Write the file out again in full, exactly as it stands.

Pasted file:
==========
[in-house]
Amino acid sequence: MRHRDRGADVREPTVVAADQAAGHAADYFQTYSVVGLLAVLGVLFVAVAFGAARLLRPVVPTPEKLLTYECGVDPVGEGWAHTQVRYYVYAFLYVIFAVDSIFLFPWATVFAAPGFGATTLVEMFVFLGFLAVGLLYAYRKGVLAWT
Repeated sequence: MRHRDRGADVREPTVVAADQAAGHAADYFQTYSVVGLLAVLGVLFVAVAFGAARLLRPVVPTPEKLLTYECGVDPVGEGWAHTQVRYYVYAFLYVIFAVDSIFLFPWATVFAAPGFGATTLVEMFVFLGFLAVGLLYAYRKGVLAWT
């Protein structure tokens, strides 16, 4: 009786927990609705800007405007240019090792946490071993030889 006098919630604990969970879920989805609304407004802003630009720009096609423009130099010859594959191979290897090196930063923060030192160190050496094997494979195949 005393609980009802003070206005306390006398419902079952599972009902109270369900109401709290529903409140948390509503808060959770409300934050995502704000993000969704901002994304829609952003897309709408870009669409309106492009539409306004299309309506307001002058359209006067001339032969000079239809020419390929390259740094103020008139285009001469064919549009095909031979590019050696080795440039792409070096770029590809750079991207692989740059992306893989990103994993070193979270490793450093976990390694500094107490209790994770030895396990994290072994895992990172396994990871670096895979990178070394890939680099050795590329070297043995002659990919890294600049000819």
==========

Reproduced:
[in-house]
Amino acid sequence: MRHRDRGADVREPTVVAADQAAGHAADYFQTYSVVGLLAVLGVLFVAVAFGAARLLRPVVPTPEKLLTYECGVDPVGEGWAHTQVRYYVYAFLYVIFAVDSIFLFPWATVFAAPGFGATTLVEMFVFLGFLAVGLLYAYRKGVLAWT
Repeated sequence: MRHRDRGADVREPTVVAADQAAGHAADYFQTYSVVGLLAVLGVLFVAVAFGAARLLRPVVPTPEKLLTYECGVDPVGEGWAHTQVRYYVYAFLYVIFAVDSIFLFPWATVFAAPGFGATTLVEMFVFLGFLAVGLLYAYRKGVLAWT
């Protein structure tokens, strides 16, 4: 009786927990609705800007405007240019090792946490071993030889 006098919630604990969970879920989805609304407004802003630009720009096609423009130099010859594959191979290897090196930063923060030192160190050496094997494979195949 005393609980009802003070206005306390006398419902079952599972009902109270369900109401709290529903409140948390509503808060959770409300934050995502704000993000969704901002994304829609952003897309709408870009669409309106492009539409306004299309309506307001002058359209006067001339032969000079239809020419390929390259740094103020008139285009001469064919549009095909031979590019050696080795440039792409070096770029590809750079991207692989740059992306893989990103994993070193979270490793450093976990390694500094107490209790994770030895396990994290072994895992990172396994990871670096895979990178070394890939680099050795590329070297043995002659990919890294600049000819």